“It’s about trying to manage good growth and sell the benefits of high quality, high-density schemes to people overall.” Allan Jones – Design Officer, London Borough of Redbridge At our last Public Sector Discussion Forum, VU.CITY users were asked about the benefits of applicants submitting a 3D model as part of their planning process. It was recognised that whilst there’s an all-round intent to standardise the submission of 3D models, there’s a general lack of awareness within the development community as to the benefits it will bring. The adoption of new technology can often take time, but we only need to remember the initial reluctance towards BIM to understand the results can be worth it. With two-thirds of London’s Boroughs now signed up to use VU.CITY, as well as Belfast City Council, a growing number of design officers are realising the value of being able to show, and visualise, their architecture in 3D to help conceptualise the end result. “2D Images don’t help,” says Nathaniel Baker of Haringey Council. “The general public can’t always see the end product, and even amassing model can help people to visualise what the end product really looks like. It’s all about transparency now, being able to visualise the cumulative impact and holistic view of development opportunities.” Planners are still in the early stages of adopting this technology, with high hopes of increasing its adoption when the newly re-engineered VU.CITY is released. “We find that using 3D adds that extra layer of detail that allows us to really understand a building and its impact on its context. Ultimately, the tool allows us to get to the final design much quicker and far more collaboratively.” Tom Buttrick, London Borough of Southwark. Architects who have recently adopted VU.CITY as part of their design process includes Foster and Partners, Wilkinson Eyre, AHMM and Bennetts Associates – firms who are helping us change what the platform will look like in the coming years. Particularly as we build more tools to help shape the smart cities we live in. Do you want to improve how the planning process is conducted? To find out how to use VU.CITY as part of your process, please contact our Sales Team on 0203 889 7030.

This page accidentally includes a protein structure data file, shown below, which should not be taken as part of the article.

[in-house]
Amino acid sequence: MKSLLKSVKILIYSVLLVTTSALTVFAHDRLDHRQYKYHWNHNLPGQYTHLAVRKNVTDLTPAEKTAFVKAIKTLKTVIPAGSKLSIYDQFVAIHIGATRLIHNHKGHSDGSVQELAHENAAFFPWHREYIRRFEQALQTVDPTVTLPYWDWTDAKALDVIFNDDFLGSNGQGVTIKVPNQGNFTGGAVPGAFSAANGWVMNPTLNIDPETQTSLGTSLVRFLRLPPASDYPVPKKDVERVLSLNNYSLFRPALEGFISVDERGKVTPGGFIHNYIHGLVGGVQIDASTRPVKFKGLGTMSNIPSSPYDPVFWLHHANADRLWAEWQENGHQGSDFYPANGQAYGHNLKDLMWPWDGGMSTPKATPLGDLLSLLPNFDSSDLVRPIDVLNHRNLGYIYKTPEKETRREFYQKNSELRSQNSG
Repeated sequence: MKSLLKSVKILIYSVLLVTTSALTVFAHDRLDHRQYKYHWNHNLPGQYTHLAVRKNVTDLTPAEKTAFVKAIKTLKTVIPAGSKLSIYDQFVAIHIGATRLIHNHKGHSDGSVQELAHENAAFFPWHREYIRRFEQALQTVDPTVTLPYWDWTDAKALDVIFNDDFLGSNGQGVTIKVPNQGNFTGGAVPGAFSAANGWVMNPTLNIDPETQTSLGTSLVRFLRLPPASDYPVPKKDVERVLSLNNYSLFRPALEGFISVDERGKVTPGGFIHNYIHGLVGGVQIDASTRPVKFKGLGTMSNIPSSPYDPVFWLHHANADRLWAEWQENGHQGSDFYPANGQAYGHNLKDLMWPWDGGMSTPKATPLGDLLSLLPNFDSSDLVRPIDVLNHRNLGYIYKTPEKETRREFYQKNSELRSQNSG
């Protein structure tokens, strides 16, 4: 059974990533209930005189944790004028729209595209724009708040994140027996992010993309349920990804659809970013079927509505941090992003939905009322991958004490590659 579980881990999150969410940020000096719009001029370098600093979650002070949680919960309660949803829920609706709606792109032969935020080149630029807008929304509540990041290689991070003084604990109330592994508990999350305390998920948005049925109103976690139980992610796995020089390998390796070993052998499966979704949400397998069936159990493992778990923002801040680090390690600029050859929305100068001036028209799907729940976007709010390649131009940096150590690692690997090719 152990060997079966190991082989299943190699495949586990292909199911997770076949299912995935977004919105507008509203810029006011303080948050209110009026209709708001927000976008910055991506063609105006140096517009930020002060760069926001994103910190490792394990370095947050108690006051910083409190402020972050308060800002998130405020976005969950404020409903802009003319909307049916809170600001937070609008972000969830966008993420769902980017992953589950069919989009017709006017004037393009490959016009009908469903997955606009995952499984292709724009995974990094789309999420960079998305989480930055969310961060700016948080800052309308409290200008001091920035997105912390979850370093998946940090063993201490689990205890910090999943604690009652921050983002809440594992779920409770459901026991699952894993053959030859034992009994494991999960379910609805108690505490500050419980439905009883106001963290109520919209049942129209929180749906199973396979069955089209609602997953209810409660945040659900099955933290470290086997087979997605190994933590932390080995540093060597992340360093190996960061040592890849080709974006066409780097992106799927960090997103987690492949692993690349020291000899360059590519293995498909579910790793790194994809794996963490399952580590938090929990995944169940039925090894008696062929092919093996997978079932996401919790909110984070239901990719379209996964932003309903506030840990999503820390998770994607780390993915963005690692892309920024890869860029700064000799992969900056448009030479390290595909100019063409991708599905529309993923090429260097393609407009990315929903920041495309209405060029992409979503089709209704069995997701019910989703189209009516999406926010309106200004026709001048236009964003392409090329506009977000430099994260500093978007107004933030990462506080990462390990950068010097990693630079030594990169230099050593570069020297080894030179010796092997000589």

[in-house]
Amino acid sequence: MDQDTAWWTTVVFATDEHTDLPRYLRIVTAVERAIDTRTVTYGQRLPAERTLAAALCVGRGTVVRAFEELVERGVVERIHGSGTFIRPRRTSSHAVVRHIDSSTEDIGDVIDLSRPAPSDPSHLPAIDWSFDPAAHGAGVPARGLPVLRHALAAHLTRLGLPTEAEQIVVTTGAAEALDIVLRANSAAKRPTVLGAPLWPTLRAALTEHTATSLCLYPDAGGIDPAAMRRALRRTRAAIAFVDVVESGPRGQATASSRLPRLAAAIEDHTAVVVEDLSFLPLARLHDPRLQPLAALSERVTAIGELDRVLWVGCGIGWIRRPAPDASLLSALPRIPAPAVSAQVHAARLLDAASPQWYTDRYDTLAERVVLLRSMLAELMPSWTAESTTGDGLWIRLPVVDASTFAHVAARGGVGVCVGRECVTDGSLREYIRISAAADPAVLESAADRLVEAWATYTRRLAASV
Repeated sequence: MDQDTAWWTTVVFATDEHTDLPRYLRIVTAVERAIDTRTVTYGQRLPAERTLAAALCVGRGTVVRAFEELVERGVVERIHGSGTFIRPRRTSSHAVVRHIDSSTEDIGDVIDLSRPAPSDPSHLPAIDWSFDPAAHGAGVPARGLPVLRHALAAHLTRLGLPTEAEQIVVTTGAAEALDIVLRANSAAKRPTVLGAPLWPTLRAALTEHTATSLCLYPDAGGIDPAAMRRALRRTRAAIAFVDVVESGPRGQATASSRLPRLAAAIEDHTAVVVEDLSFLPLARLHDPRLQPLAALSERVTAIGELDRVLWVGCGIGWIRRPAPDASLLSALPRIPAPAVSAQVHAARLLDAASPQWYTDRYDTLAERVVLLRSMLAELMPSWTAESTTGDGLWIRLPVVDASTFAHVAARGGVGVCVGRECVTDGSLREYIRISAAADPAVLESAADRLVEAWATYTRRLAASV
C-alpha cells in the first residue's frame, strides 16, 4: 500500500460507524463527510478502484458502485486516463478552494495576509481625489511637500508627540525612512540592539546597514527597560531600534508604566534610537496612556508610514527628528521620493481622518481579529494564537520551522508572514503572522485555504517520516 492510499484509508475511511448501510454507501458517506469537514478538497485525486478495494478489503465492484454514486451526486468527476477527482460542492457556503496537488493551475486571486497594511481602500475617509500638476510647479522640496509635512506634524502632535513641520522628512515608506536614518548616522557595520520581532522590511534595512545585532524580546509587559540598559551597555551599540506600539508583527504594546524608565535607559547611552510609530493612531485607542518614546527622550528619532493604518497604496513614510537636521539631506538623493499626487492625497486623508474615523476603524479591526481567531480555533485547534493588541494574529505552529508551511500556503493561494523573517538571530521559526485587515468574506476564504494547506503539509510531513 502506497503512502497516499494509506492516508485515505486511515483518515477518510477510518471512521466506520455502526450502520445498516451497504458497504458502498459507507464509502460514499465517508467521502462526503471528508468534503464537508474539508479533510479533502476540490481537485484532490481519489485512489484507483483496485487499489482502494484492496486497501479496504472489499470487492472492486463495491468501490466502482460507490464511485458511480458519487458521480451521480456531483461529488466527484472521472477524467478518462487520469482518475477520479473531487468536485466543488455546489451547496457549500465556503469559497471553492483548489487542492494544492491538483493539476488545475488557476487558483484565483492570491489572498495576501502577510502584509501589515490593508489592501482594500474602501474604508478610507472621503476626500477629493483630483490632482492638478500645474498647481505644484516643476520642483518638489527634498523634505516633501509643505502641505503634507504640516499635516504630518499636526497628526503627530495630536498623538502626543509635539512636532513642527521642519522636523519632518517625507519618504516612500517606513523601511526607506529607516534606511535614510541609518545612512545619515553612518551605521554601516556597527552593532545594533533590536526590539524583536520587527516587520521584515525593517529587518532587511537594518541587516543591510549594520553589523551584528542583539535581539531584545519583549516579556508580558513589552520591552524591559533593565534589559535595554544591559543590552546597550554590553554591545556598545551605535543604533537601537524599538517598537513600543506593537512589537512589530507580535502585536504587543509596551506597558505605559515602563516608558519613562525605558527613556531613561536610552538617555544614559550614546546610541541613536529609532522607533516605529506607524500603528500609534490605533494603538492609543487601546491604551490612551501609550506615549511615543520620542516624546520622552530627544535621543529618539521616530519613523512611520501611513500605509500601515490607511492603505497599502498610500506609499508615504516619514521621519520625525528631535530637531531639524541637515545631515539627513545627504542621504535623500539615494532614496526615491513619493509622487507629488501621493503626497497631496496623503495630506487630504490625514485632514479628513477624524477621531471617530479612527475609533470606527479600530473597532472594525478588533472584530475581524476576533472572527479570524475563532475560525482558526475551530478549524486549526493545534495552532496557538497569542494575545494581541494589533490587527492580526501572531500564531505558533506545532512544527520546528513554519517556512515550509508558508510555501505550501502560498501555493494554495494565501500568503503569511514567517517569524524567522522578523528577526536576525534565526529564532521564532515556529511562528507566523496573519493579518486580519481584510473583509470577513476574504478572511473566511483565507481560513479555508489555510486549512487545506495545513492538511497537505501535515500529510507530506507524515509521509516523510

Recently VU.CITY hosted the second Public Sector Discussion Forum with 37 of London’s Planners from 16 different organisations, to uncover best practice in Playtech, the obstacles to success and how to engage more of the development community in its application. This blog is a summary of the day. January’s workshop was lead by conversations from three different councils, Tower Hamlets, Southwark and the City of London. All gave accounts of how they have been using VU.CITY throughout their planning decision process – from analysing a scheme’s visual impact, to building their evidence base at Public Inquiry and through to engaging with the general public on the impact of new development. Agnieszka Zimnicka, Urban Design Officer at the London Borough of Tower Hamlets, spoke of how important it was that we use the tools at our disposal which help to add scale to our unusual densities. She spoke about the challenges that their Local Authority faces, with Canary Wharf being one of the most densely populated areas in the country housing over 7000 habitable units per hectare. She explained how useful VU.CITY has been, even in early stages of use, to assess applications in their 3D entirety thus keeping a focus on architecture as a 3D art and the impact on the overall townscape. “VU.CITY allowed us to find scale and confidence in what is the right development, it allows us to assess a building in its 3D entirety”. Meanwhile, long-standing users of VU.CITY, Jack Ricketts and Tom Buttrick from the London Borough of Southwark, who are also helping us scope what a digital planning service would really look like, spoke of their experience and ambition to add value to public consultation through the use of the tool. Southwark have used VU.CITY live in public consultation meetings to help residents visualise the impact of development in the Borough. At committee, they have used the platform to show dynamic views and assess hidden views and produced screenshots in reports for Planning Officer recommendations. Both Jack and Tom commented on how much 3D visualisation is adding clarity, transparency and objectivity to the conversation, though they appreciate there is still a lack of understanding from Developers on how much quicker the overall planning process can be with a 3D model facilitating the discussion. ”VU.CITY allows the whole project team to arrive at the right design more quickly, and this has to be a benefit for all”. A conversation led by Daisy Estrada, Senior Planner at the City of London uncovered both the challenges and opportunities of using VU.CITY in Pre-App meetings to ensure good design and reasonable density are placed on the agenda from the outset of a development conversation. Daisy explained how they have used VU.CITY to test the impact of tall buildings on listed buildings, with the benefit being able to visualise what is said verbally. Everyone recognised that though the intent is there for mass adoption of 3D modelling in planning, integration into current processes has been slower than expected due to the tool requiring a high spec laptop, and placing models accurately within the platform has been difficult to get right. Don’t worry; 3.0 will very soon be here. The day ended with Anthony Jenkins, Head of Technology at VU.CITY demonstrating the power of the new platform, 3.0, which has been completely re-engineered to be able to run on the standard office PC. New tools are also being developed which will be available from March, including a massing extruder and improvements to the model importer which allow you to geolocate on import, and rotate the model too. Beta Testing is commencing this week with a few trusted clients who will be helping to uncover any bugs that need fixing. So get excited with us, everyone! The future is bright, the future is 3D. #VUCITY